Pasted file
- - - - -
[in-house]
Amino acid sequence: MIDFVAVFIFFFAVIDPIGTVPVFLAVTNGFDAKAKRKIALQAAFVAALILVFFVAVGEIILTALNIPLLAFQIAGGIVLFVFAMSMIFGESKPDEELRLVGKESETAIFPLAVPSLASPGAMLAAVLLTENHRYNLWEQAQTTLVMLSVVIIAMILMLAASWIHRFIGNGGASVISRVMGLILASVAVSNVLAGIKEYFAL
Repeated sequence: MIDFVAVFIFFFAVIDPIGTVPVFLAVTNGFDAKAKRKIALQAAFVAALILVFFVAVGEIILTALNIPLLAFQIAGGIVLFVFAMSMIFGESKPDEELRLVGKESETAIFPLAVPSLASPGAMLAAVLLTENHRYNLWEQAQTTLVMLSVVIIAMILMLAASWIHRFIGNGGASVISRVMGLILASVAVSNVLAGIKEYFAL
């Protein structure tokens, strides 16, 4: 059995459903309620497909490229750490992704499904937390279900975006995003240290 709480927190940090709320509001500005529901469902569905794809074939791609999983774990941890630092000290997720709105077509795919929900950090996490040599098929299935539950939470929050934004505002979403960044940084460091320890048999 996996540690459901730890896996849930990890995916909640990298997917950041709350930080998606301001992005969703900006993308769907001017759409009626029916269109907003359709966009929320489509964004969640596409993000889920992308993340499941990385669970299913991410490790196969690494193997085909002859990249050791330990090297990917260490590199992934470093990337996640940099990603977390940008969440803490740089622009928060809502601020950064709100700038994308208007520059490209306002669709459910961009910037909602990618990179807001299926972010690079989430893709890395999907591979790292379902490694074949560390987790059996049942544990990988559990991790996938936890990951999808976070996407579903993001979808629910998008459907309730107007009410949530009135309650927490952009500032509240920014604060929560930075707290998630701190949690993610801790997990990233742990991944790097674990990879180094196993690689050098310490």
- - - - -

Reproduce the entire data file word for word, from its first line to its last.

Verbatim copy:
[in-house]
Amino acid sequence: MIDFVAVFIFFFAVIDPIGTVPVFLAVTNGFDAKAKRKIALQAAFVAALILVFFVAVGEIILTALNIPLLAFQIAGGIVLFVFAMSMIFGESKPDEELRLVGKESETAIFPLAVPSLASPGAMLAAVLLTENHRYNLWEQAQTTLVMLSVVIIAMILMLAASWIHRFIGNGGASVISRVMGLILASVAVSNVLAGIKEYFAL
Repeated sequence: MIDFVAVFIFFFAVIDPIGTVPVFLAVTNGFDAKAKRKIALQAAFVAALILVFFVAVGEIILTALNIPLLAFQIAGGIVLFVFAMSMIFGESKPDEELRLVGKESETAIFPLAVPSLASPGAMLAAVLLTENHRYNLWEQAQTTLVMLSVVIIAMILMLAASWIHRFIGNGGASVISRVMGLILASVAVSNVLAGIKEYFAL
């Protein structure tokens, strides 16, 4: 059995459903309620497909490229750490992704499904937390279900975006995003240290 709480927190940090709320509001500005529901469902569905794809074939791609999983774990941890630092000290997720709105077509795919929900950090996490040599098929299935539950939470929050934004505002979403960044940084460091320890048999 996996540690459901730890896996849930990890995916909640990298997917950041709350930080998606301001992005969703900006993308769907001017759409009626029916269109907003359709966009929320489509964004969640596409993000889920992308993340499941990385669970299913991410490790196969690494193997085909002859990249050791330990090297990917260490590199992934470093990337996640940099990603977390940008969440803490740089622009928060809502601020950064709100700038994308208007520059490209306002669709459910961009910037909602990618990179807001299926972010690079989430893709890395999907591979790292379902490694074949560390987790059996049942544990990988559990991790996938936890990951999808976070996407579903993001979808629910998008459907309730107007009410949530009135309650927490952009500032509240920014604060929560930075707290998630701190949690993610801790997990990233742990991944790097674990990879180094196993690689050098310490």